Hello and thank you for the information on Canoeing the Tay. It looks very good.
I was an avid canoeist for many years and have paddled the Tay River from Crow Lake to the rivers mouth. For several years I belonged to a group of canoeists and kayakers who would paddle the Tay and other local rivers as soon as the ice went out. There are some sweet rapids to be run in late April: the short rapid at the trailer park; the rapid above and at Bowes dam and, of course, the rapid called Pikes Falls @ Port Elmsley. However people need to know what they are doing if they are going to run rapids and we all wore wet suits and had whitewater training. One year I even paddled Scottís Snye (not recommended).
The Tay is not a deep, powerful river as the rapids are often shallow and the river can be quite narrow. The Tay does represent an excellent balance between natural beauty and historical significance. I commend the work of the Association to watch over and promote this eastern Ontario jewel!
I have included information below regarding the section from the Beveridge Dam to the mouth of the Tay.
You are welcome to use any or all of my comments.
*Please note that this section of the river does have some rapids and it is recommended that you scout any fast water prior to running. It is also recommended that you always wear a pfd when paddling rapids. In the spring time these rapids can be difficult, particularly at Pikes Falls, near the mouth. In late summer, there might not be enough water to paddle the shallower parts of this section, and paddlers may find they have to wade the canoe in places. There are good aerial photos on this website for some parts of this section (click on 'Gallery').*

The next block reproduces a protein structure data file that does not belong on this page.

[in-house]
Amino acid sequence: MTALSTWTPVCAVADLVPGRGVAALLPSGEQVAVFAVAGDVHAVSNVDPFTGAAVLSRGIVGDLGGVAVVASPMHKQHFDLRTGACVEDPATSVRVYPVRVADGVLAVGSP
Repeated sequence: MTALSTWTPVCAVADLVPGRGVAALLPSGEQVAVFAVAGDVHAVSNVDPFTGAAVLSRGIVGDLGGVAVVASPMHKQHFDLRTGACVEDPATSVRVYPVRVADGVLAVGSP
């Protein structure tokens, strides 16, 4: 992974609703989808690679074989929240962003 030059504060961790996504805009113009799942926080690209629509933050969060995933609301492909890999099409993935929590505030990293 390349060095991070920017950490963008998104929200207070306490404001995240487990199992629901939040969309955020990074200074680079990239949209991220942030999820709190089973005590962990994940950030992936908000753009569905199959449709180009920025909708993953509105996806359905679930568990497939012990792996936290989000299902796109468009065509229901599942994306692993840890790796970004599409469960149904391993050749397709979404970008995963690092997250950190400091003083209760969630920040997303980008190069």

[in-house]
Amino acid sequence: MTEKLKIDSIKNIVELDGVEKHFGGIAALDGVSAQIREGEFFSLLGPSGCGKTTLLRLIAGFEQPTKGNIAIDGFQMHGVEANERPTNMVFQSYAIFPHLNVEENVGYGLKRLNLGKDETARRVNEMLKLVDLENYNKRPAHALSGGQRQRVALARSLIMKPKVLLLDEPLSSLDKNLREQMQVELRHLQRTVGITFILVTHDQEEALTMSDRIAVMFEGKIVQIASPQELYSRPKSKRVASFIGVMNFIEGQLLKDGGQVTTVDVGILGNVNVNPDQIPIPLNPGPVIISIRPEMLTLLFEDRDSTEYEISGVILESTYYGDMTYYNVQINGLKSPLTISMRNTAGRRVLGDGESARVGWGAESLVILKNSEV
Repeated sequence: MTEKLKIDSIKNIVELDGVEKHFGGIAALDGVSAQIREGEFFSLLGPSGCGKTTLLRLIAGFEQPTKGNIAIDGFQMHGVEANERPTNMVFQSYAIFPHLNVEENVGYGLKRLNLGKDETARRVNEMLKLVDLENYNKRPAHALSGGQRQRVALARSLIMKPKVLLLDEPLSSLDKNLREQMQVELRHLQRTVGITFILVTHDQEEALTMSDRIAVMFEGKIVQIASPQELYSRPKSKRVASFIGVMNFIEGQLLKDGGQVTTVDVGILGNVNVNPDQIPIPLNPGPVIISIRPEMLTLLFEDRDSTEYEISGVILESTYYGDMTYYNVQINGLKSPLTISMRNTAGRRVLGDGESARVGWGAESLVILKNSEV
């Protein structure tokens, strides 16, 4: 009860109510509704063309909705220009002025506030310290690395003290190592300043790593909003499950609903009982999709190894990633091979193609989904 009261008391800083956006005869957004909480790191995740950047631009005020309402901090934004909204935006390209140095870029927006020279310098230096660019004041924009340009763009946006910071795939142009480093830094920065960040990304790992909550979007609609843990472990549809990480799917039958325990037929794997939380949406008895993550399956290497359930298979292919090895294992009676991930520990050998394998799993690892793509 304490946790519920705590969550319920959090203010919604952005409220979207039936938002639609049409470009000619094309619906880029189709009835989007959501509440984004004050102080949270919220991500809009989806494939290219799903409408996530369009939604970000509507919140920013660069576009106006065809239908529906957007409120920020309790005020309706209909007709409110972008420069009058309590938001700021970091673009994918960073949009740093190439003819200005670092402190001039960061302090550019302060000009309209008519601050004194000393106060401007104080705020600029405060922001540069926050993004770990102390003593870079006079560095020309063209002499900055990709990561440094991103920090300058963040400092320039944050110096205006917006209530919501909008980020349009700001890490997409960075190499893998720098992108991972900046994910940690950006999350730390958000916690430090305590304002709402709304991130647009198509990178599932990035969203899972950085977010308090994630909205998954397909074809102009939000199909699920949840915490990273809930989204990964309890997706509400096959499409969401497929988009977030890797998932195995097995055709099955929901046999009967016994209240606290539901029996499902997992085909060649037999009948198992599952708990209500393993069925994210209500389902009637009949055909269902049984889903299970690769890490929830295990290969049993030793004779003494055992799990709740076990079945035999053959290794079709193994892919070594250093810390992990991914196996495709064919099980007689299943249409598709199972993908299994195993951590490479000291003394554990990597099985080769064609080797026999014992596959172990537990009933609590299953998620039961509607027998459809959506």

Trip Notes: Instead of proceeding down to the locks from the Tay marsh, simply portage around Beveridge Dam. (While portaging, you might take the short walk back along the trail from the dam, to the 'Viewpoint' for an excellent scenic view of the marsh).
The original Tay Canal was along this beautiful stretch of river, which offers great opportunities for wildlife viewing. For the next few kilometres there are several sections of shallow rapids (easy Class 1), which can be paddled with a bit of care to find deeper channels (or wading, especially in dryer years).
Towards the end, you will come to the rapid known locally as Pikes Falls which is where the bridge at Port Elmsley crosses the river. Should you wish to portage around the rapid, take out on river left (on the north shore before the house situated at the rapid) and travel down hwy 43 approximately one km. to where the road meets the river.
Pikes Falls is really an easy Class 2 rapid, but should be looked over carefully before you run it (the rapid begins as a blind corner which means you canít see the end of it). If you choose to run this rapid there is a large rock in the middle near the start of the rapid. After that, the fast water goes under the bridge and then it becomes quite shallow and you will have to look for the narrow deep water channel, on the right, to get through.
Once past the shallow water after the bridge, it is a couple of kilometres of flat water paddling to where the Tay empties into the Rideau.